Faked Out by Busy

by | Jul 28, 2022 | Focus, Leadership, Pastor, Productivity, Self-Awareness | 0 comments

Distraction . . . sometimes our friend. Most of the time, not so much.

Occasionally we need a healthy distraction from the rapid pace of our lives. Playing 18 holes, walking the beach, planting flowers, etc. These pursuits can help us detach from work and catch our breath.

But most of the time, distraction is unhealthy. Our phone rings; email notifications beep; social media beckons; or people show up at inopportune times. These distractions crash your “work party” and get in the way of getting things done. In today’s post, Jaime Hlavin dives into the subject of dealing ruthlessly with party-crashers that steal our productivity and, let’s be honest, often frustrate us. Enjoy ~ John.

At the end of a long, “productive” day, I sat down to prepare my schedule for the next day.

Before making my to-do list, I reviewed what was accomplished so I could pat myself on the back for such a job well done. Every moment of my day had been consumed. STUFF. GOT. DONE!

I anticipated all the boxes on my to-do list would be completely checked off—after all, hadn’t I unsubscribed to a billion junk emails, washed the dog’s food bowl, returned some unused graduation party supplies, and organized a random junk drawer?

But alas, upon further reflection, I realized that in actuality I hadn’t been productive at all. Not one thing I’d accomplished was anything that I was passionate about and literally nothing pertained to what the Lord has assigned to me. I got faked out by busyness. In episode 143 of Leading from Alignment, John and Jim spoke in detail about how easy it is to allow busyness to fool us into thinking we’ve been productive. They focused on the importance of guarding what the Lord has assigned to each of us and presented three ways to ensure this happens:

  • Devote the best part our day, time, and energy to our God-given purpose.
  • Develop an approach to work that tracks with our mission and vision.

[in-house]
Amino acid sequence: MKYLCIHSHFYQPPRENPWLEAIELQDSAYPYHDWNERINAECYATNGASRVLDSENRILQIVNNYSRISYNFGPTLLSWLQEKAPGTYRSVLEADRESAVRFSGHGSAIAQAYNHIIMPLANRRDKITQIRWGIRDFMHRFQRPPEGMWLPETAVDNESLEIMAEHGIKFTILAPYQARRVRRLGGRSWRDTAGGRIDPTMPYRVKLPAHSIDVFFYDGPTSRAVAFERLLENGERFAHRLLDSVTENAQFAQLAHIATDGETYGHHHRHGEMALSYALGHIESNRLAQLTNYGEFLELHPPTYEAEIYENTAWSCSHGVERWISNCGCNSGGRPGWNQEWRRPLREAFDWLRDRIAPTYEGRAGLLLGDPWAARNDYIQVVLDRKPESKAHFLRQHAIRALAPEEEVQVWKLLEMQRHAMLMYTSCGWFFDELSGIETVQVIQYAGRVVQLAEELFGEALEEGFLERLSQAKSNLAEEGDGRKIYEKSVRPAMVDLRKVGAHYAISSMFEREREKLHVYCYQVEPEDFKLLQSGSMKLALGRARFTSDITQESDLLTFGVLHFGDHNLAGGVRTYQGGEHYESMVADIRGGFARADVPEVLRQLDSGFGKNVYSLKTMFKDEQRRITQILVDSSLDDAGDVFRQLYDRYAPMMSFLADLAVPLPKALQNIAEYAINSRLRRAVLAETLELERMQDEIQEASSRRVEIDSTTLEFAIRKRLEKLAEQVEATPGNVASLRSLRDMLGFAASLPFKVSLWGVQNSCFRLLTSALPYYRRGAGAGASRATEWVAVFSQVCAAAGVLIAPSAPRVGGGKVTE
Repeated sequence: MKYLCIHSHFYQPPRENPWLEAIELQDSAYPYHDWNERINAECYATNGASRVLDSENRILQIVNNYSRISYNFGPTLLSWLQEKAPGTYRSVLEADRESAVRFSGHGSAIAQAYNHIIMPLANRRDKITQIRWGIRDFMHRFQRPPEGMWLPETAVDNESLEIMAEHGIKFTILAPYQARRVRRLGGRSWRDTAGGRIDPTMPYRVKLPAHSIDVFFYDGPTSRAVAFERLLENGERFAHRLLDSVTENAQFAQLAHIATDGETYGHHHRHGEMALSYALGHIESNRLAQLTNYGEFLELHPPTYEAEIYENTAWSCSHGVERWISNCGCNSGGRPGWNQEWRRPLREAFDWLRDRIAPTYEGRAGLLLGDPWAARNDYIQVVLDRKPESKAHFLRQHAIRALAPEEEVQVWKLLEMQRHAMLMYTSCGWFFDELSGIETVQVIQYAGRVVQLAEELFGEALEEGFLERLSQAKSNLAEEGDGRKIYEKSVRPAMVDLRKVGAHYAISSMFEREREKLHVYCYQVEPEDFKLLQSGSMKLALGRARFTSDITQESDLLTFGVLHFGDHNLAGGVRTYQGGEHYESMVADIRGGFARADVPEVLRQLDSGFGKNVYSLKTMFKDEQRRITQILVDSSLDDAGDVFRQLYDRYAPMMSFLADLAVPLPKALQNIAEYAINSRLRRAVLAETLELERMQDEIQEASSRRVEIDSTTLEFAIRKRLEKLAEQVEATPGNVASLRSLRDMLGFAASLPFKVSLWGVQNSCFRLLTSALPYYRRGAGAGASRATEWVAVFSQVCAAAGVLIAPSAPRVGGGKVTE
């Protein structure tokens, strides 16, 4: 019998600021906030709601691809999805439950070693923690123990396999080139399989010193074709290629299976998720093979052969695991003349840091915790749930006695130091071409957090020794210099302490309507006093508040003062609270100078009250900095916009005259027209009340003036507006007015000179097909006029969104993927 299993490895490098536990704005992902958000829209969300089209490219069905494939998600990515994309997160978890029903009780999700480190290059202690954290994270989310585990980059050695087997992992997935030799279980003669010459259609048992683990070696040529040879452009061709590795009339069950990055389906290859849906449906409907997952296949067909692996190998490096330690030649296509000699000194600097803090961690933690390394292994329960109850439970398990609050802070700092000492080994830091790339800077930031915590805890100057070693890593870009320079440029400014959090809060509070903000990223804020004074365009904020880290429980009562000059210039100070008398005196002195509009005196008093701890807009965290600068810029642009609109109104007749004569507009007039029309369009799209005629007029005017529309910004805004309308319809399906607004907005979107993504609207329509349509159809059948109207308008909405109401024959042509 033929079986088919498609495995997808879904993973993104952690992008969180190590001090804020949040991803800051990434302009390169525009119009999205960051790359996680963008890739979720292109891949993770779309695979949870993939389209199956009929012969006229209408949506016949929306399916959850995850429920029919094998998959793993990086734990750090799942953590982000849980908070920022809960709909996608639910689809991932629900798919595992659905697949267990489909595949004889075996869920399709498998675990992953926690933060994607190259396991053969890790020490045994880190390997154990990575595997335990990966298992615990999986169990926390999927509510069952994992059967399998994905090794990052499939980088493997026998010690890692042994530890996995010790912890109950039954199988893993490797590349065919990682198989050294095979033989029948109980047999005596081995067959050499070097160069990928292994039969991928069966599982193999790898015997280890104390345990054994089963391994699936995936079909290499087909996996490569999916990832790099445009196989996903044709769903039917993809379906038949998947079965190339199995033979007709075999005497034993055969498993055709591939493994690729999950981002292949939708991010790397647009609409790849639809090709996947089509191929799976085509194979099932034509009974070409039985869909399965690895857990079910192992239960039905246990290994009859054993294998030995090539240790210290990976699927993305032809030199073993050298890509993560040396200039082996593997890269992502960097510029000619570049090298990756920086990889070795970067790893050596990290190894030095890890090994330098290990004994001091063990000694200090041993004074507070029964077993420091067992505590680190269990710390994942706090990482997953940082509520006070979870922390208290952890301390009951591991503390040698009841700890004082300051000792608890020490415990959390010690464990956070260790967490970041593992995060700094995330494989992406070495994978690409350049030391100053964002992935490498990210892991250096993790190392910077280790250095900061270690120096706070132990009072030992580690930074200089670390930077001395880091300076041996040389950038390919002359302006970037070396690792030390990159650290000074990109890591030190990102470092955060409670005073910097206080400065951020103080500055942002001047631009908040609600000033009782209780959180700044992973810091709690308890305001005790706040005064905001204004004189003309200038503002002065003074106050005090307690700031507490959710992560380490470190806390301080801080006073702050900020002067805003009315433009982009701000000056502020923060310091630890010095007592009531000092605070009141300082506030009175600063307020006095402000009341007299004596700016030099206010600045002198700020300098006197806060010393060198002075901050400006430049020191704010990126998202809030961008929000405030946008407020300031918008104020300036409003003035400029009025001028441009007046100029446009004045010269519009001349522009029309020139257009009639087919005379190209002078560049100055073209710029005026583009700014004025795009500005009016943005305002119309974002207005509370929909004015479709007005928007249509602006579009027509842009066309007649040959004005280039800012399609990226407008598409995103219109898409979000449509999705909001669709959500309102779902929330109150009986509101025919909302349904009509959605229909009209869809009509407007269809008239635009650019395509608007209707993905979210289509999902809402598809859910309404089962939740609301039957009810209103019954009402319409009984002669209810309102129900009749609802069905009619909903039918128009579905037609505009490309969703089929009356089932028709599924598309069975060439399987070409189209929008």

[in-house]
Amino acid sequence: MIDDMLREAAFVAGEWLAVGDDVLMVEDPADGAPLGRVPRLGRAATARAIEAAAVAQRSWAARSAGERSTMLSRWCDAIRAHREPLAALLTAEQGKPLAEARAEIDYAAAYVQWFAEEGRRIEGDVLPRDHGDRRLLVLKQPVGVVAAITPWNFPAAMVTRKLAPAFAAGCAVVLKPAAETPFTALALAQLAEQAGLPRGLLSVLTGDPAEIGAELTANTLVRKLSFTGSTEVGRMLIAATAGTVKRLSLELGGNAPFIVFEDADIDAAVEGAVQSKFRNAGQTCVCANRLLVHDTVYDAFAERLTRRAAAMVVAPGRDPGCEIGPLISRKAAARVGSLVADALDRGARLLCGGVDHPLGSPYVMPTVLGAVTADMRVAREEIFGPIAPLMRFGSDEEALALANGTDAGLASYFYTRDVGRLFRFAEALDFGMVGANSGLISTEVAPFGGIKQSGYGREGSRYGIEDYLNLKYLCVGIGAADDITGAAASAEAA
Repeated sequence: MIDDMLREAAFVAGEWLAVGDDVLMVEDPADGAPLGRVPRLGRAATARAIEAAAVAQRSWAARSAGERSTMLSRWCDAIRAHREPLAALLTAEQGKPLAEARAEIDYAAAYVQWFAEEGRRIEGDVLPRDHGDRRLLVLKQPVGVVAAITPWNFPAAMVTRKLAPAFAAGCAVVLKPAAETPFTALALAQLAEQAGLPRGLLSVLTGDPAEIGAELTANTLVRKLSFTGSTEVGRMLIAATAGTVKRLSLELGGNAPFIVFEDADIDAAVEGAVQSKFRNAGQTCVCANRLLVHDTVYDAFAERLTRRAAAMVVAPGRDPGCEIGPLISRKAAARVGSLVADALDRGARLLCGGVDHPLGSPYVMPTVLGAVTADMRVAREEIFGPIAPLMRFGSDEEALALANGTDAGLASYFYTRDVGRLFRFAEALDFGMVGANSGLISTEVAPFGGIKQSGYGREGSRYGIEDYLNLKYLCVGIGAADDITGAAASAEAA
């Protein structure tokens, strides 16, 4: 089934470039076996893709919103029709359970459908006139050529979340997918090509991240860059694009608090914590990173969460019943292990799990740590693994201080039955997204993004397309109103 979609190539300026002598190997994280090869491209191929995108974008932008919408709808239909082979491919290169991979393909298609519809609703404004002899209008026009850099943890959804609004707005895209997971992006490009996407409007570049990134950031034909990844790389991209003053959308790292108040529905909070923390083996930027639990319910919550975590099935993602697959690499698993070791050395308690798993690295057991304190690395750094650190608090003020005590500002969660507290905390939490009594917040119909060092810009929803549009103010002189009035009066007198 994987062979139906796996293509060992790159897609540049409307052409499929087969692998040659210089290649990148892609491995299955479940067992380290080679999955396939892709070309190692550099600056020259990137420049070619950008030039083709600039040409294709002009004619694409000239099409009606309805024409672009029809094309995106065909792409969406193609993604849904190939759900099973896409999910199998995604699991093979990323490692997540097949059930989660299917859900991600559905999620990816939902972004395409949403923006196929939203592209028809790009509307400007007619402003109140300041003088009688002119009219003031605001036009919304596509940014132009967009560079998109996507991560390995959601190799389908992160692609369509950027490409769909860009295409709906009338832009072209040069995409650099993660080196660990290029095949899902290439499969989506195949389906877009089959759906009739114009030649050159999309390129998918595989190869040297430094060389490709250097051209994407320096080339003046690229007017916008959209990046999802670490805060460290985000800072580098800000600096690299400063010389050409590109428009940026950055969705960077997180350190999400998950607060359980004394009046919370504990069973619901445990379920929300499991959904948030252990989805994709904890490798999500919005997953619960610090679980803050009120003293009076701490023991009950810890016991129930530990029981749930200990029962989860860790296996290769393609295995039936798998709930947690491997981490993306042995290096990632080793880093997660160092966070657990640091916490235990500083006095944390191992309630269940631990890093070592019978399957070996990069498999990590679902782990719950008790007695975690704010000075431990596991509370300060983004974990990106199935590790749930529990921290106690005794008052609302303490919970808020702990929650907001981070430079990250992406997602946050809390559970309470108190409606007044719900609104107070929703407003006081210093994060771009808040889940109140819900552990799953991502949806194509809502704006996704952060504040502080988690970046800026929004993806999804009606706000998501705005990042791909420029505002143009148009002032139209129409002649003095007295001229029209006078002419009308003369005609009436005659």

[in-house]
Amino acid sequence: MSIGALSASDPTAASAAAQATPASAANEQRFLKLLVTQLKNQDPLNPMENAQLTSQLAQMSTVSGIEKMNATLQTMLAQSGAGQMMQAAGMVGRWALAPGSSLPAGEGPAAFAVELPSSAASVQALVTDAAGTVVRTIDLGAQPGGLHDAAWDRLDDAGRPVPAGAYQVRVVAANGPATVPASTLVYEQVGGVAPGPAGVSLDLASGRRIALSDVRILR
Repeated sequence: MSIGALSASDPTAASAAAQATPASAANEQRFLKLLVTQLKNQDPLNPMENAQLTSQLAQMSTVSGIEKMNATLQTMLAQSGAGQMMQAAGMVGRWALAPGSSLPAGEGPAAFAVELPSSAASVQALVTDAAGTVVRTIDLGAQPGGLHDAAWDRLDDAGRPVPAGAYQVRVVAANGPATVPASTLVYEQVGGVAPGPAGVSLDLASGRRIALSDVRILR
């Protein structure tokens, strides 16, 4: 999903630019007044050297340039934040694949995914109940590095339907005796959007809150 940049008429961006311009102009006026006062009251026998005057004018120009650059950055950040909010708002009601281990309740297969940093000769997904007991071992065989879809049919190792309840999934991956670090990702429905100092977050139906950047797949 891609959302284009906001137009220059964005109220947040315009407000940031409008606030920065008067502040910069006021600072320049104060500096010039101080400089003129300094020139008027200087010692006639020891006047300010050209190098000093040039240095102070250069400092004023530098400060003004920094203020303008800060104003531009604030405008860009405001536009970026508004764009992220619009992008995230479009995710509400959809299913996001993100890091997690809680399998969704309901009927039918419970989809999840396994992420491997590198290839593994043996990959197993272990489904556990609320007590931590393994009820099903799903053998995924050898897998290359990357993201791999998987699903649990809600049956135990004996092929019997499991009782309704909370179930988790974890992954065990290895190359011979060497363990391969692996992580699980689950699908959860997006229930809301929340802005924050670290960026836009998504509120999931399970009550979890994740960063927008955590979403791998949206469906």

• Deal ruthlessly with distractions.

When I have days where busyness fools me into thinking I’ve been productive, I attempt to evaluate which of those three things I’ve violated. In what ways was I not careful about guarding what the Lord has assigned to me and doing only what I can do? I find that my biggest trouble spot is an inability to deal ruthlessly with distractions.

In an effort to contend with the constant barrage of interferences, I’ve come up with three ways to push back:

  1. Identify

Figure out what distracts you most. Do phone notifications cause you to stop and check every ding, whistle, and woosh? Are you distracted by the sound of kids playing outside? Does the laughter of your coworkers fill you with FOMO? Take note of these things.

  1. Ignore

Deliberately put guardrails in place to remove these distractions while you are working. Put your phone on “do not disturb” or turn the notifications off on your lock screen. Better yet, place your phone away from you while you work. Are the kids playing outside? Close the shades and turn your laptop toward a window or area where you cannot see them, and then turn on some music. If your colleagues are having more fun than you can bear, maybe pack up and work away from them if possible—a coffee shop, an empty conference room, etc.

  1. Invoke

I know that “invoke” might seem to be a dramatic word, but I wanted them all to start with the same letter. What I mean by invoke is to develop a manageable framework that lends to productivity. Create specific parameters. I’ve found that when I do this, I’m less likely to get interrupted by distractions.

For example, work without interruption for thirty solid minutes and then give yourself a break. Or accomplish the top three most important things on your list and then do something easy or mindless. When you know that a break is just around the corner, it’s easier to push that distraction off until then.

Our lives can quickly be consumed with busyness that chokes out productiveness. We are apt to neglect our God-given assignments unless we figure out how to deal with the tyranny of the urgent. As I deal ruthlessly with the distractions in my life, it’s my hope you’ll join me in this endeavor.

A less distracted you is a better you.

We are rooting and praying for you!

Jaime

 

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